The off-grid world is going mainstream in the US, as this story shows – reprinted from the Chicago Tribune March 8th and LA Times, April, yes April, 10th —
More warming to off-grid living
People who live without access to the electric grid that powers most homes don’t have to exist like rural pioneers, thanks to solar energy and other alternatives
By Clarke Canfield
Published March 7, 2005
BINGHAM, Maine — Just because Richard Roberts and Martha Maloney live more than two miles from the nearest power line doesn’t mean they have to read by candlelight and take cold showers.
One day this winter, with the temperature at 8 degrees and whipping winds making it feel 20 degrees colder, Roberts and Maloney were warmed by the fire in their 25-year-old wood-burning stove and the heat from three propane heaters.
Solar panels in a field outside their home give them power for their electric lights, computer, stereo, TV, blender and other devices. Their refrigerator and kitchen stove run off propane. They heat their water using copper tubing that runs through the wood stove.
Living off the electric power grid can conjure up images of life on the frontier, without the simplest of luxuries like a hot shower. But out here, off a dirt road, the husband and wife say they don’t lack for anything–except electric bills–while being self-sufficient and easy on the environment. Even if they could connect to the power grid free of charge, they wouldn’t do it.
In many regions, power lines wind their way to hundreds of thousands of homes and businesses, but within that grid of power lines are lots of gaps the wires don’t reach.
Many people who own homes in those gaps use alternative energy sources because of the high cost–$45,000 to $70,000 per mile, sometimes even more, to extend lines to a home, depending on the landscape–to connect to the grid.
Other people who live within reach of power lines choose to use alternative power for philosophical or political reasons.
Nobody tracks how many people live off the grid. But it is thought the number is on the rise as technology improves and prices go down for solar power and as people move to outlying areas in search of land that is affordable, albeit removed from the power grid.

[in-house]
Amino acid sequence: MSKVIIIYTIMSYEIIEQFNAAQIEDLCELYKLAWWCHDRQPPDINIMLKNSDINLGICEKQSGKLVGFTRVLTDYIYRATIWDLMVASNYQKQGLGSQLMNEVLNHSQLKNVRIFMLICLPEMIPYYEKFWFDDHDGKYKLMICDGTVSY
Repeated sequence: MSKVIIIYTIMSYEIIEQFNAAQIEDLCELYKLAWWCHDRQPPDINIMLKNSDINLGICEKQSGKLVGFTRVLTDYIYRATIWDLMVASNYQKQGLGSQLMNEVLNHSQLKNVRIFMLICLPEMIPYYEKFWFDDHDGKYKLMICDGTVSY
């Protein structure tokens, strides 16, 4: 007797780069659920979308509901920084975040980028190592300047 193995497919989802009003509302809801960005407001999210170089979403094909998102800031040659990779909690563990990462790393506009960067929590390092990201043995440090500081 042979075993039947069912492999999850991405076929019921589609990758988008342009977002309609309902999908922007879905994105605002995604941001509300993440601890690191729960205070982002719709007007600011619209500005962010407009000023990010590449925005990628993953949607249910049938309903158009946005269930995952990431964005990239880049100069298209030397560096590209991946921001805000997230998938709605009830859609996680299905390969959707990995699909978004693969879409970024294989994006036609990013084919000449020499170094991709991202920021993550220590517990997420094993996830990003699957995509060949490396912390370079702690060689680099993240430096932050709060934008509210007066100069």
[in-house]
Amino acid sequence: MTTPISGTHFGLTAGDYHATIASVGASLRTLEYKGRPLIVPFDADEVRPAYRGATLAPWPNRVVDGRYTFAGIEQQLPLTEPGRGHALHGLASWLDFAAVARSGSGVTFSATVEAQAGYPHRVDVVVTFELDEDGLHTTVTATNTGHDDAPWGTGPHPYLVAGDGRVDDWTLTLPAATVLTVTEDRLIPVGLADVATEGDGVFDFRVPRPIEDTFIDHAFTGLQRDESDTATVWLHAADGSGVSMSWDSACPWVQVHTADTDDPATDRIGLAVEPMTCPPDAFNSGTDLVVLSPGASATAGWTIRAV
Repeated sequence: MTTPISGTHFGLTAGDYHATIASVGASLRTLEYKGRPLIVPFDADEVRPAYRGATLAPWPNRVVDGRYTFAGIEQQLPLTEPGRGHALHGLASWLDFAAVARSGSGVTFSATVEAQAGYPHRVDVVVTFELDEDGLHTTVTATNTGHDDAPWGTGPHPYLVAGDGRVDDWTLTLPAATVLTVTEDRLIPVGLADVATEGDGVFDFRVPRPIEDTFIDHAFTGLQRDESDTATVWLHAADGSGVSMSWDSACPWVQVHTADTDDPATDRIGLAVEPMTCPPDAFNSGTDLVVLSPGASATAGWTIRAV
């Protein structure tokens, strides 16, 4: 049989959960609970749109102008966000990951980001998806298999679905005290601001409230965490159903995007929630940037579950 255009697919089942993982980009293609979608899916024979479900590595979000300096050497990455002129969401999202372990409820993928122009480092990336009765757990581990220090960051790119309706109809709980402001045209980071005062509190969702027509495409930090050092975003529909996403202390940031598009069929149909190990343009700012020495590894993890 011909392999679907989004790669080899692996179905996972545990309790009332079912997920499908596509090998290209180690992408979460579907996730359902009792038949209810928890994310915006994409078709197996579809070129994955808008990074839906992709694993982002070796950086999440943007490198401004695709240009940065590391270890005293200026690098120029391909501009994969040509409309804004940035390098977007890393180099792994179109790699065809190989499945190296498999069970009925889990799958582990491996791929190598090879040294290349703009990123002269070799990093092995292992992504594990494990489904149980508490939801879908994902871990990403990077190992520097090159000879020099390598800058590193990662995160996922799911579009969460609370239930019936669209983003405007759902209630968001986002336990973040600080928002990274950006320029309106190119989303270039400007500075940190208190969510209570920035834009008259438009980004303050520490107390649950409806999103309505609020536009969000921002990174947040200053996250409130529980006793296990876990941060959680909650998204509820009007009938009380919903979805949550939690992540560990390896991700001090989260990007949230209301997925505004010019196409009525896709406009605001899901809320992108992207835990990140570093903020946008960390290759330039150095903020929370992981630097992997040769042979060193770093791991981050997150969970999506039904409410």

Richard Komp, president of the Maine Solar Energy Association, estimates that more than 1,000 homes in Maine are off the grid, not including seasonal camps and summer cottages. The Maine Public Utilities Commission is working with Komp to come up with an exact number of homes that use solar power, either off the grid or as a supplemental power source.
Floyd Severn, the owner of Maine Solar in Starks, Maine, has a state map on his wall with several hundred pushpins showing where he has installed residential solar power systems since 1975. The pins are in every county, as well as on remote islands off the coast.
Severn, whose house and business are half a mile from the nearest power line, said he personally knows hundreds of people who live off the grid. Severn uses solar panels, perched prominently atop his roof, for his home and business, which have 5,700 square feet of space between them.
The inside of Severn’s home looks like it’s out of a home design magazine–not what you might imagine for a home off the grid. He even has an Italian espresso machine and a red cedar sauna.
This, he said, gesturing to the surroundings, shows that people don’t have to give up anything to live off the grid.
In Manchester, Tom Bartol and his wife and young son live in a 2,200-square-foot saltbox home they built in 2003 that has solar power. While many solar power systems can cost more than $25,000, Bartol installed his for $10,000, just $2,000 more than it would have cost to connect his home to the power grid, he said.
Bartol said many people view folks who live off the grid as “hippies or granola-heads.” But he said his family simply wants to make efficient use of Earth’s finite resources.
“I think there’s a misconception that you have to have this solar-looking house or live this crazy lifestyle,” he said.
Nationally, the hotbeds of solar energy include California, Nevada, Texas, New Jersey and other places that offer tax breaks and other incentives and have laws that encourage it, according to Brad Collins, executive director of the American Solar Energy Society in Boulder, Colo.
Alternative energy is also growing in places where the power supply is less predictable. Californians still recall the rolling brownouts of a few summers ago. And Mainers cannot forget the ice storm of 1998 that left 700,000 people in the dark.
“I think people in northern New England like to be self-sufficient to the best of their abilities. You see that in Vermont, New Hampshire and Maine,” Collins said. “And this is a technology that allows you to be self-sufficient.”
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